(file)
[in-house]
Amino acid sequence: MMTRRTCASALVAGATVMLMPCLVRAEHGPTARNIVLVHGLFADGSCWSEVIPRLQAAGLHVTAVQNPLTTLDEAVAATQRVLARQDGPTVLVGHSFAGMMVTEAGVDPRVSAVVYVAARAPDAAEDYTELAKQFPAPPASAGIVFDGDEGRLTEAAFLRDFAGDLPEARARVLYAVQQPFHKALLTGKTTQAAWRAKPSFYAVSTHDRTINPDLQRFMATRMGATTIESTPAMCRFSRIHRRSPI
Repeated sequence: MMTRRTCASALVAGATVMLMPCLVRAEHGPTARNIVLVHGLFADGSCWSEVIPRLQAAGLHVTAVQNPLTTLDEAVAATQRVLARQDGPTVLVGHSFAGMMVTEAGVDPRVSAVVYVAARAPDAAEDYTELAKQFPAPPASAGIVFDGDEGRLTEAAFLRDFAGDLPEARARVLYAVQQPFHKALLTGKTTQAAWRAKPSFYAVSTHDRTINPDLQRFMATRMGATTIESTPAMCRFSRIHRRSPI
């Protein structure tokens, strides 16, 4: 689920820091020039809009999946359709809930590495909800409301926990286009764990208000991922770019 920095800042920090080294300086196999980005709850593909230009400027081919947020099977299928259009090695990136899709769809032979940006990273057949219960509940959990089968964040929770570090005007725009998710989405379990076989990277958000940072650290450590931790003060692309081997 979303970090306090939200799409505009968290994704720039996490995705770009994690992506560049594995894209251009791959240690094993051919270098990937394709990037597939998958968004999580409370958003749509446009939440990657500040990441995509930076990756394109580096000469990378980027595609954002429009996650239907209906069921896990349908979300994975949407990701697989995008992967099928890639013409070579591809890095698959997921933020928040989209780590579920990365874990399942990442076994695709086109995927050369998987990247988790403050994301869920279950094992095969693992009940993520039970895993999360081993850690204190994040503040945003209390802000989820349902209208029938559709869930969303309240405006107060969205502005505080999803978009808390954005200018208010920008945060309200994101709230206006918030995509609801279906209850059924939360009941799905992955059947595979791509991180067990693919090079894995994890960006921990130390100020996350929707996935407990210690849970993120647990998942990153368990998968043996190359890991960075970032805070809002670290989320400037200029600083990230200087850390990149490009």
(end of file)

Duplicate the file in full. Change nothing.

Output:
[in-house]
Amino acid sequence: MMTRRTCASALVAGATVMLMPCLVRAEHGPTARNIVLVHGLFADGSCWSEVIPRLQAAGLHVTAVQNPLTTLDEAVAATQRVLARQDGPTVLVGHSFAGMMVTEAGVDPRVSAVVYVAARAPDAAEDYTELAKQFPAPPASAGIVFDGDEGRLTEAAFLRDFAGDLPEARARVLYAVQQPFHKALLTGKTTQAAWRAKPSFYAVSTHDRTINPDLQRFMATRMGATTIESTPAMCRFSRIHRRSPI
Repeated sequence: MMTRRTCASALVAGATVMLMPCLVRAEHGPTARNIVLVHGLFADGSCWSEVIPRLQAAGLHVTAVQNPLTTLDEAVAATQRVLARQDGPTVLVGHSFAGMMVTEAGVDPRVSAVVYVAARAPDAAEDYTELAKQFPAPPASAGIVFDGDEGRLTEAAFLRDFAGDLPEARARVLYAVQQPFHKALLTGKTTQAAWRAKPSFYAVSTHDRTINPDLQRFMATRMGATTIESTPAMCRFSRIHRRSPI
């Protein structure tokens, strides 16, 4: 689920820091020039809009999946359709809930590495909800409301926990286009764990208000991922770019 920095800042920090080294300086196999980005709850593909230009400027081919947020099977299928259009090695990136899709769809032979940006990273057949219960509940959990089968964040929770570090005007725009998710989405379990076989990277958000940072650290450590931790003060692309081997 979303970090306090939200799409505009968290994704720039996490995705770009994690992506560049594995894209251009791959240690094993051919270098990937394709990037597939998958968004999580409370958003749509446009939440990657500040990441995509930076990756394109580096000469990378980027595609954002429009996650239907209906069921896990349908979300994975949407990701697989995008992967099928890639013409070579591809890095698959997921933020928040989209780590579920990365874990399942990442076994695709086109995927050369998987990247988790403050994301869920279950094992095969693992009940993520039970895993999360081993850690204190994040503040945003209390802000989820349902209208029938559709869930969303309240405006107060969205502005505080999803978009808390954005200018208010920008945060309200994101709230206006918030995509609801279906209850059924939360009941799905992955059947595979791509991180067990693919090079894995994890960006921990130390100020996350929707996935407990210690849970993120647990998942990153368990998968043996190359890991960075970032805070809002670290989320400037200029600083990230200087850390990149490009």